Dombey and Son, Charles Dickens’s story of a powerful man whose callous neglect of his family triggers his professional and personal downfall, showcases the author’s gift for vivid characterization and unfailingly realistic description. As Jonathan Lethem contends in his Introduction, Dickens’s “genius . . . is at one with the genius of the form of the novel itself: Dickens willed into existence the most capacious, elastic and versatile kind of novel that could be, one big enough for his vast sentimental yearnings and for every impulse and fear and hesitation in him that countervailed those yearnings too. Never parsimonious and frequently contradictory, he always gives us everything he can, everything he’s planned to give, and then more.” This Modern Library Paperback Classic was set from the 1867 “Charles Dickens” edition.
ISBN: 9780812967432 Publisher: THE MODERN LIBRARY Subtitle: Author: CHARLES DICKENS
George Eliot’s Romola, writes Robert Kiely in his Introduction, embodies the author’s “wrestling with her own best theories of history and human nature as a creative experiment of the highest order.” Set in Florence in 1492, a time of great political and religious turmoil, Eliot’s novel blends vivid fictional characters with historical figures such as Savonarola, Machiavelli, and the Medicis. When Romola, the virtuous daughter of a blind scholar, marries Tito Melema, a charismatic young Greek, she is bound to a man whose escalating betrayals threaten to destroy all that she holds dear. Profoundly inspired by Savonarola’s teachings, then crushed by the religious leader’s ultimate failure, Romola finds her salvation in noble self-sacrifice.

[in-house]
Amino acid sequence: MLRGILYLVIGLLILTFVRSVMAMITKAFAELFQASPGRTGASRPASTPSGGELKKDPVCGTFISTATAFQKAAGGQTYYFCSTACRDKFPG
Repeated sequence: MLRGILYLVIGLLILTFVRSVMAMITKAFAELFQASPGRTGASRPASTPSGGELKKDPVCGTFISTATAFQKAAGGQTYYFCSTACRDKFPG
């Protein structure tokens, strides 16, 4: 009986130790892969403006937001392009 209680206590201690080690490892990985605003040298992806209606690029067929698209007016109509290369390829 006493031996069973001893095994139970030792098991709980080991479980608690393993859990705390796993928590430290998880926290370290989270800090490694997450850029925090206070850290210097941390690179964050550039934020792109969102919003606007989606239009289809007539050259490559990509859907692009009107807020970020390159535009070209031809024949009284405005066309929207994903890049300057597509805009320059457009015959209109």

This Modern Library Paperback Classic is set from the 1878 Cabinet Edition.
ISBN: 9780375761218 Publisher: THE MODERN LIBRARY Subtitle: Author: GEORGE ELIOT
In this new study, Andrew Gibson sets out to reverse the traditional view of Joyce and his work as the paradigm of international modernism in literature. Where criticism has usually consigned Ireland to secondary status in Joyce’s work, Gibson firmly relocates the writer and his work in Ireland, showing them at all points to be intricately bound up in Irish history, politics and culture. Crucially, he views Joyce’s departure for Europe as allegiance to an Irish migratory tradition that is centuries old, rather than the abandonment of the old country. Accounts of Joyce’s life and work have tended to give rather short shrift to his profound engagements with Irish history and politics. Gibson argues that there have been important reasons for this, themselves often historical and political. Tracing the development of Joyce as a critic and writer, he maps this development to specific political and historical events. Beginning with the political traditions and allegiances that formed part of Joyce’s family background, he pinpoints the fall of Parnell, the collapse of political hope, and the transfer of political energies to cultural activity as crucial in the writer’s early formation. Joyce’s prodigious renown has been due above all to his reputation as an experimental, modernist writer. His works’ open-endedness and seemingly infinite availability to differing interpretations has allowed criticism to constantly update his politics. The book argues that Joyce’s most important concerns were historically material and specific. Yet, it also recognises that Joyce himself encouraged and fostered the view of his work as modernist, which became the dominant tradition in Joyce studies.
ISBN: 1861892772 Publisher: REAKTION BOOKS Subtitle: Author: ANDREW GIBSON